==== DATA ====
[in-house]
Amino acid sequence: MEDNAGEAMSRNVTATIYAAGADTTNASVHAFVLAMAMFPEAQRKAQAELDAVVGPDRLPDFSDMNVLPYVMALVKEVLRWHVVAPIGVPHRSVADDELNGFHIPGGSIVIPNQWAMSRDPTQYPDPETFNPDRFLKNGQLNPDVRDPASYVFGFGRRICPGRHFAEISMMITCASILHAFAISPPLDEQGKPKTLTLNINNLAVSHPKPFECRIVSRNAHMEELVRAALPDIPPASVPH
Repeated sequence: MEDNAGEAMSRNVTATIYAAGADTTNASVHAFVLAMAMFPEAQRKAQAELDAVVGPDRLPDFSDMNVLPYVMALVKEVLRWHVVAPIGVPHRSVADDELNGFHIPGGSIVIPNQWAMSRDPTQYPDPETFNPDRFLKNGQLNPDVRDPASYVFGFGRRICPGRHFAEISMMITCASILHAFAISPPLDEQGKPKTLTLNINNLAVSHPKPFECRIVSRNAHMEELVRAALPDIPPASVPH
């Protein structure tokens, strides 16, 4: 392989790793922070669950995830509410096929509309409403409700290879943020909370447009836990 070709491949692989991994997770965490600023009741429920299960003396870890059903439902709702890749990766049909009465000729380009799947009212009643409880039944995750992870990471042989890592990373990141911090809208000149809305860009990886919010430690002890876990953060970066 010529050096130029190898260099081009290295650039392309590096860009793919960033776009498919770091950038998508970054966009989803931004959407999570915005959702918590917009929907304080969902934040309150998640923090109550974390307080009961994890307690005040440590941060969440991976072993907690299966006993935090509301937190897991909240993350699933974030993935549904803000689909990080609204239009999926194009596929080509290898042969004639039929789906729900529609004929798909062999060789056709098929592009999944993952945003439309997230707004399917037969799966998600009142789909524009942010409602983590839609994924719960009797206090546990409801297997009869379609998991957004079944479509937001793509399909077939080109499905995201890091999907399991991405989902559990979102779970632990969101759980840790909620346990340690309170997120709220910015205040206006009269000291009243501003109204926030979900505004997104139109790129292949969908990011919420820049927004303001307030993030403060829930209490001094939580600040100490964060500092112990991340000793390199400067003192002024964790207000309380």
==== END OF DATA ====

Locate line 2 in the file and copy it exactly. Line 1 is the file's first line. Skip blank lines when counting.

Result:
Amino acid sequence: MEDNAGEAMSRNVTATIYAAGADTTNASVHAFVLAMAMFPEAQRKAQAELDAVVGPDRLPDFSDMNVLPYVMALVKEVLRWHVVAPIGVPHRSVADDELNGFHIPGGSIVIPNQWAMSRDPTQYPDPETFNPDRFLKNGQLNPDVRDPASYVFGFGRRICPGRHFAEISMMITCASILHAFAISPPLDEQGKPKTLTLNINNLAVSHPKPFECRIVSRNAHMEELVRAALPDIPPASVPH